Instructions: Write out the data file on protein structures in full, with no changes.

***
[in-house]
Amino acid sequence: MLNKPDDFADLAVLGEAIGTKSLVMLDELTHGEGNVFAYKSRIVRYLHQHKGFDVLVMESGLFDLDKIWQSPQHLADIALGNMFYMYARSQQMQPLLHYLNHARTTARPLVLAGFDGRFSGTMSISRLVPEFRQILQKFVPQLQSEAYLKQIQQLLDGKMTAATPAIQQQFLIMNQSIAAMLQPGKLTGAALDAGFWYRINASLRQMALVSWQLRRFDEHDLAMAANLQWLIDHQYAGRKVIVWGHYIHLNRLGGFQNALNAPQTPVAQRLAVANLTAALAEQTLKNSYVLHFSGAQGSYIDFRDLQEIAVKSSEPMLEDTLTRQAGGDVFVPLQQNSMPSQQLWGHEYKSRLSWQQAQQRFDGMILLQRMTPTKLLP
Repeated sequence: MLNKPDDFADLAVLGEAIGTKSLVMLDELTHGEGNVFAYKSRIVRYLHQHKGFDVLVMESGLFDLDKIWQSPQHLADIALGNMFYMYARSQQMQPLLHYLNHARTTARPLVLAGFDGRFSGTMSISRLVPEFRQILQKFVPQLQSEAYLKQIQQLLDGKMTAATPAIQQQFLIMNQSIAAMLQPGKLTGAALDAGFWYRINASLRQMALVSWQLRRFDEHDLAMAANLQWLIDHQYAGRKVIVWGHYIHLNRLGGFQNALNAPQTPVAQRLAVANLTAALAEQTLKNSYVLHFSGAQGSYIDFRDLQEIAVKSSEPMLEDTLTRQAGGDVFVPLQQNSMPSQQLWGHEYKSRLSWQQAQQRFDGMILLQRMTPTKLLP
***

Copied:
[in-house]
Amino acid sequence: MLNKPDDFADLAVLGEAIGTKSLVMLDELTHGEGNVFAYKSRIVRYLHQHKGFDVLVMESGLFDLDKIWQSPQHLADIALGNMFYMYARSQQMQPLLHYLNHARTTARPLVLAGFDGRFSGTMSISRLVPEFRQILQKFVPQLQSEAYLKQIQQLLDGKMTAATPAIQQQFLIMNQSIAAMLQPGKLTGAALDAGFWYRINASLRQMALVSWQLRRFDEHDLAMAANLQWLIDHQYAGRKVIVWGHYIHLNRLGGFQNALNAPQTPVAQRLAVANLTAALAEQTLKNSYVLHFSGAQGSYIDFRDLQEIAVKSSEPMLEDTLTRQAGGDVFVPLQQNSMPSQQLWGHEYKSRLSWQQAQQRFDGMILLQRMTPTKLLP
Repeated sequence: MLNKPDDFADLAVLGEAIGTKSLVMLDELTHGEGNVFAYKSRIVRYLHQHKGFDVLVMESGLFDLDKIWQSPQHLADIALGNMFYMYARSQQMQPLLHYLNHARTTARPLVLAGFDGRFSGTMSISRLVPEFRQILQKFVPQLQSEAYLKQIQQLLDGKMTAATPAIQQQFLIMNQSIAAMLQPGKLTGAALDAGFWYRINASLRQMALVSWQLRRFDEHDLAMAANLQWLIDHQYAGRKVIVWGHYIHLNRLGGFQNALNAPQTPVAQRLAVANLTAALAEQTLKNSYVLHFSGAQGSYIDFRDLQEIAVKSSEPMLEDTLTRQAGGDVFVPLQQNSMPSQQLWGHEYKSRLSWQQAQQRFDGMILLQRMTPTKLLP